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Most Ardently - Book Review

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by Jennifer Muirhead (subscribe)
I am learning all the time. The tombstone will be my diploma. ~ Eartha Kitt jennifermuirhead.wordpress.com/
Published November 28th 2019
Pride and Prejudice with lesbians
Most Ardently, Jane Austen, Austen with lesbians, lesbian romance, Pride and Prejudice


Elisa Benitez, the second of five daughters, is off to college for the first time. There she meets Darcy Fitzgerald, a socially awkward heiress. The two do not initially hit it off, since Darcy insults Elisa's unruly younger sisters. However, when Elisa's sister Julietta becomes involved with Darcy's best friend, Bobby, their lives start to become entwined despite Elisa's best efforts to avoid Darcy. When Darcy warns Elisa to steer clear of the charismatic George Sedgewick, or Wick for short, Elisa ignores her, which proves to be a huge mistake.

Most Ardently is a fresh, modern take on Jane Austen's Pride and Prejudice, in which Darcy is a lesbian and Elisa is bisexual. As an Austen fan, I was initially a bit wary of someone messing with such a wonderful, classic book, but this adaptation is handled well. Honestly, I found the book being set in America more jarring than the romance being between two women, or set the present day, and even that I got used to as I read. While some of the language is changed to suit the modern era, the essence of the more important speeches is retained.

There is a lot of diversity among the characters in this adaptation; Darcy is biracial and Elisa is Latina and bisexual. One of Elisa's sisters, Camilla, is transgender.

I'm not going to bother too much about spoilers here, since the basic plot is from a book that is more than a hundred years old, so if you haven't read the original or at least seen the BBC TV series or the movie, beware. I enjoyed the characterisation of Collin (Mr Collins), who is much more likeable once he gets over Elisa, and definitely does read novels. This makes it more understandable that Charlotte would learn to love him, even if he does listen to Nickelback. Elisa is funny and her mother, Alejandra has a bit of fight in her, and, unexpectedly, a love of horror movies.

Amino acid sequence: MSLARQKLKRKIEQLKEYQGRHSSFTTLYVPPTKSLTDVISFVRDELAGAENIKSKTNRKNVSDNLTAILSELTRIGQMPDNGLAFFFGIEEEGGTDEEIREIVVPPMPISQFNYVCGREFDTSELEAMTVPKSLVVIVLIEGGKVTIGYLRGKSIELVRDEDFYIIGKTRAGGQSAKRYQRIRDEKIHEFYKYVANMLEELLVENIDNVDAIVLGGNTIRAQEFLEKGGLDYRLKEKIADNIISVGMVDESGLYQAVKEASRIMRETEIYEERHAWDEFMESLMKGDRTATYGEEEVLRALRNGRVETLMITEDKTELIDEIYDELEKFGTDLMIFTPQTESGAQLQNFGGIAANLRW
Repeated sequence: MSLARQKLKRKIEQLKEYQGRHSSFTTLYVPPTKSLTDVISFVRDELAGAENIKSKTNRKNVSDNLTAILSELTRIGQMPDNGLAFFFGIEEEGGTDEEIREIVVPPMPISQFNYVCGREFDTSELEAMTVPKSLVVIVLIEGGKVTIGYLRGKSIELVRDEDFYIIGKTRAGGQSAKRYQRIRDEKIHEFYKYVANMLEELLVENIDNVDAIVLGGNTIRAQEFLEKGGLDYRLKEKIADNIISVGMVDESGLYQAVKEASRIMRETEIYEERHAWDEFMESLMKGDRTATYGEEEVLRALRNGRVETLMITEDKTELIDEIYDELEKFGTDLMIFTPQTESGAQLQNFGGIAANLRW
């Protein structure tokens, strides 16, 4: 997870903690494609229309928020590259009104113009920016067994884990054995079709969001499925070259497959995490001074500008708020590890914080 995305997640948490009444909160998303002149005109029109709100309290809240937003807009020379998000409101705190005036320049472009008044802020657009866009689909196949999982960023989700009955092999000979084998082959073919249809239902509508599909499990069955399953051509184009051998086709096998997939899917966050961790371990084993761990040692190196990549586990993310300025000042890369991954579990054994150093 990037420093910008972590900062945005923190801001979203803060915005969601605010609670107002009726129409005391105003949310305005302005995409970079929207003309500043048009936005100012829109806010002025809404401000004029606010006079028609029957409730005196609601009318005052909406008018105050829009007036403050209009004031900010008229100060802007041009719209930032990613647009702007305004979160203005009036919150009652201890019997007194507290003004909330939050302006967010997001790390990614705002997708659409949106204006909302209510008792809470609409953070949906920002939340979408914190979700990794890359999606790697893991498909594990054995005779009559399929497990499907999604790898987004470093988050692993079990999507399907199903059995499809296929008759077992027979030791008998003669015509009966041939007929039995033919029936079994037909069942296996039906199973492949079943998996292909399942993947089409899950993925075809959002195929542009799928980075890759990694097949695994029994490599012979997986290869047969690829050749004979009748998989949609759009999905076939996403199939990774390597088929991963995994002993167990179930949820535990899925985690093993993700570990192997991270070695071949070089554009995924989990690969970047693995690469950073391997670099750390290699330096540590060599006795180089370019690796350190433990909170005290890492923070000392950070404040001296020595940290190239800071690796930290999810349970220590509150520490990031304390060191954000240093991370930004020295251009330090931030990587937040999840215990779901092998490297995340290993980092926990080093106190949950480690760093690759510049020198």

The Wickham storyline is darker than I remember from the original, but maybe that's because Austen couldn't spell things out quite as clearly back then. When the Wick enters into a relationship with Darcy's then 13-year-old sister, and later with Lulu (Lydia) Benitez, it is grooming and statutory rape, and he can be arrested for it.

It's a little strange how the stakes are a bit different in this version. Sure, it would be an advantage for the Benitez sisters to marry a rich man (or woman), but women, even poor women, in modern-day America have other options besides marriage. There's not the same sense that the whole family will be destitute if one or more of the girls doesn't marry well. In fact, marriage isn't necessarily the goal at all. The girls pursue relationships, but don't be surprised if this one doesn't end with an actual wedding.

Most Ardently is a great adaptation of Pride and Prejudice. The changes made in it might annoy some incurable Austen fans, but personally I enjoyed the story again seen through fresh eyes.


Disclaimer: I was given a complimentary copy of this book by Entangled Publishing, via NetGalley, in exchange for an honest review.

Published:
October 21, 2019
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